Two Level Human Mind: A Comic by Paul C. Tumey



This one-page comic was created by Paul Tumey on March 18, 2014
at the monthly Cafe Racer DUNE comics jam, and appears in DUNE 17.



De-Fanged - A Comic by Paul Tumey

Here's a recent two-page comic created at the monthly DUNE night here in Seattle, January 18, 2014. It was published in DUNE 15.



Hopping Frog Finds a Fin - A Paul Tumey Comic

I did something really cool on the night of December 17, 2013. I joined 62 other artists to sit in a Seattle coffeeshop bar and work like crazy to draw pages for what became DUNE 14, a 64-page mini-comic. The only way to get into DUNE is to show up and draw (and contribute two bucks to printing costs). The only way to get a copy of this comic is, you guessed it, to show up and draw and pay your two crickets.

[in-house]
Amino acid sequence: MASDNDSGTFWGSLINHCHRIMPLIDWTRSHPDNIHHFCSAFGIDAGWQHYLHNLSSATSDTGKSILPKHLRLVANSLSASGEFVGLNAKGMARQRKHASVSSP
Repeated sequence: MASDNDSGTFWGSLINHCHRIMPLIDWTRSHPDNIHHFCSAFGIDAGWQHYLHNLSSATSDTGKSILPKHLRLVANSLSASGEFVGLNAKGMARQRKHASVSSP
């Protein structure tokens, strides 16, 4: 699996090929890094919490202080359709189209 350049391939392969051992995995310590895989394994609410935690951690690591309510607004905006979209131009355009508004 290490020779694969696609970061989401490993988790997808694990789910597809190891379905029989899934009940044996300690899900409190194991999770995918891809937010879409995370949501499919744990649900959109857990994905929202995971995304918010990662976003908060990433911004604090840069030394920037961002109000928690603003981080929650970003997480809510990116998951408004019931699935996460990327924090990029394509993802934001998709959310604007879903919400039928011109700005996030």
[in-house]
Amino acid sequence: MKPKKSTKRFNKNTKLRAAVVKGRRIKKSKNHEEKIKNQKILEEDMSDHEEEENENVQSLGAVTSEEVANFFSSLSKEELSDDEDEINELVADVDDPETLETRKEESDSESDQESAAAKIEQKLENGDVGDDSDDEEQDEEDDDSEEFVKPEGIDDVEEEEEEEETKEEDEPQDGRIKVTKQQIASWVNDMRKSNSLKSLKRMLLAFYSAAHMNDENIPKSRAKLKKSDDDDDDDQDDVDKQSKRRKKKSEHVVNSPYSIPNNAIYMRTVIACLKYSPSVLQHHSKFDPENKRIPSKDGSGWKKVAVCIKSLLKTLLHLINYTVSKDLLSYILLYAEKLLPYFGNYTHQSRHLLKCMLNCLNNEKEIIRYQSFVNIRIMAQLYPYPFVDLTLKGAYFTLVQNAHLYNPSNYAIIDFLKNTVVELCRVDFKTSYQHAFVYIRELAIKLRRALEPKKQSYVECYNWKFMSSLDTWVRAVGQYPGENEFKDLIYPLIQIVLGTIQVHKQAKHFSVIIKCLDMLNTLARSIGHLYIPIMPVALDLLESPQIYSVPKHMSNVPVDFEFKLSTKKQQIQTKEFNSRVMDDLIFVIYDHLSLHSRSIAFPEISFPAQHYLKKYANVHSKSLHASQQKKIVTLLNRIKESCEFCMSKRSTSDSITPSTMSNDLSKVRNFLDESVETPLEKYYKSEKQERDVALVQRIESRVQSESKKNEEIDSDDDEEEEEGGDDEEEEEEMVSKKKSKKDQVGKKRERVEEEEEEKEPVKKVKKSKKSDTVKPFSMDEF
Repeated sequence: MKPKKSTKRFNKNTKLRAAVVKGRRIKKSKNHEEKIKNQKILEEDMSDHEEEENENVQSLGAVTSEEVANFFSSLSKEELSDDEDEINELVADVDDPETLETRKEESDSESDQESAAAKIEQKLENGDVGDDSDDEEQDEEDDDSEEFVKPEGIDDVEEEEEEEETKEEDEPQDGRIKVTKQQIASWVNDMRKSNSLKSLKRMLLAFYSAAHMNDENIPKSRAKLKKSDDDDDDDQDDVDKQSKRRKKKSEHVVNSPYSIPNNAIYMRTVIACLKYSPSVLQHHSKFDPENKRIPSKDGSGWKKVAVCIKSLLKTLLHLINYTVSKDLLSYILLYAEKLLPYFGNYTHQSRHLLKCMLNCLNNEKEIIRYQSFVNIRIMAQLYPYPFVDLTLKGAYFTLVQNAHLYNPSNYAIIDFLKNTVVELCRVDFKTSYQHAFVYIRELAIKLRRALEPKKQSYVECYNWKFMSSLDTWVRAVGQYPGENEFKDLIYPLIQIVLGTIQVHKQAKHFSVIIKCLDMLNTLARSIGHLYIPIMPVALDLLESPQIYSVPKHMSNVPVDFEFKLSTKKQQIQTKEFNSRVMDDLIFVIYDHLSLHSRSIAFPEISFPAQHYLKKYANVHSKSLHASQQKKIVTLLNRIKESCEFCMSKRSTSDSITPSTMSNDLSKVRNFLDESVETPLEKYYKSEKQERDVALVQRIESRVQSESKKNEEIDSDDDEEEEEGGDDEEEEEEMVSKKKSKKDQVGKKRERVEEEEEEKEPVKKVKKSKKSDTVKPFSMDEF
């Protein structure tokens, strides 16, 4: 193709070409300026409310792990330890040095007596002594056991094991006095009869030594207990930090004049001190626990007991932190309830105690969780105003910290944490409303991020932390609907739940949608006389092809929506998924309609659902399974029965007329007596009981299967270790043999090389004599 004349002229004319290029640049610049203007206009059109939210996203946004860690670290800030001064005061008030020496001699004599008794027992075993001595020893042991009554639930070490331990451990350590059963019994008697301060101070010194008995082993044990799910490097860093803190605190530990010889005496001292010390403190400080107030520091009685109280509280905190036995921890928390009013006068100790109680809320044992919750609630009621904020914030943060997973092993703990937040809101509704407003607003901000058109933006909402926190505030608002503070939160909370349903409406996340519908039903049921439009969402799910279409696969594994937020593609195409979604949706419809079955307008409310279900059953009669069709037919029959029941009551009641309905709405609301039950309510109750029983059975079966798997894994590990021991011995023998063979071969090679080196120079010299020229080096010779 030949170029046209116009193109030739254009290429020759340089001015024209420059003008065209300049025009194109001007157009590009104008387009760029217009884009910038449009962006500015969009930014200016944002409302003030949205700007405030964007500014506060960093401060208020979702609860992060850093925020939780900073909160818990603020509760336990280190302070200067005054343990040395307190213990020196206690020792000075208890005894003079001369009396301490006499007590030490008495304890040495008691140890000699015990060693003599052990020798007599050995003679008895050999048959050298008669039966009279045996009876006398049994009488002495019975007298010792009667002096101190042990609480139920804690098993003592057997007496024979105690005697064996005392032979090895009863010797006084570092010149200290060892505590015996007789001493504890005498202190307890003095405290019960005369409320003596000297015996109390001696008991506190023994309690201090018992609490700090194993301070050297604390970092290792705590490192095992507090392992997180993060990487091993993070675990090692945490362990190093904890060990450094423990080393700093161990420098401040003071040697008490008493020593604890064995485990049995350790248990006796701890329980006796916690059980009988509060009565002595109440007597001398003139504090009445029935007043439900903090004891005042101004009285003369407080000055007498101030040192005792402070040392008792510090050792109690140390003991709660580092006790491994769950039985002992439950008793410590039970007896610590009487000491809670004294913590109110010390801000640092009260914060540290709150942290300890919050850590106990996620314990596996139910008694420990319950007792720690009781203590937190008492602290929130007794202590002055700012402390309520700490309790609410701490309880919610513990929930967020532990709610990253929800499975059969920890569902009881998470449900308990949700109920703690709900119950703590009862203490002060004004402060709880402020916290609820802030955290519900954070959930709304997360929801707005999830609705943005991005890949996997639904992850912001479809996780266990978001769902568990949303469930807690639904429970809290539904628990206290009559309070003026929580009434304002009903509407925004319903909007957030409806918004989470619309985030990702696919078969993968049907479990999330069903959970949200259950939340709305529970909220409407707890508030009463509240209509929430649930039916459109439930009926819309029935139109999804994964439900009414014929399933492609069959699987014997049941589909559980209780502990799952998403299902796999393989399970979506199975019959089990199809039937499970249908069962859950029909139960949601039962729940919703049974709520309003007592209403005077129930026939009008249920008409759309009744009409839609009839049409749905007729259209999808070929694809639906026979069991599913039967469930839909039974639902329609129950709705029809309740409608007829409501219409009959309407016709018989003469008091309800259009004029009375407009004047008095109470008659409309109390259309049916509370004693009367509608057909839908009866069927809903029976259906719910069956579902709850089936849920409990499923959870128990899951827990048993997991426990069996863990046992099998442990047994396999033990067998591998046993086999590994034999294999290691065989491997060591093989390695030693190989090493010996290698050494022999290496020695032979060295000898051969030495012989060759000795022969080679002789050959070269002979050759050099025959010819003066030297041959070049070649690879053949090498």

DUNE is a monthly comics drawing workshop open to the public and hosted by local Seattle area cartoonist Max Clotfelter. The event starts at 7 pm at the Cafe Racer, a very lived in, super cool coffee shop in Seattle's U-District (a neighborhood near the University of Washington campus). It may have been the tasty porter I was drinking, but I think I spotted hanging over the bar a huge, surreal painting of a frog by legendary Seattle cartoonist Jim Woodring.

At 11 sharp, Max gathers the art, money and hightails it to the bus stop. Sometime before the next DUNE, which happens on the third Tuesday of each month, Max reduces the art, pastes  it up, and prints out copies for the attendees. This is no easy feat -- and I for one really appreciate the service. 

The cover to DUNE 14 by Brandon Lehmann. This issue is 64 pages long and features work by 63 different artists.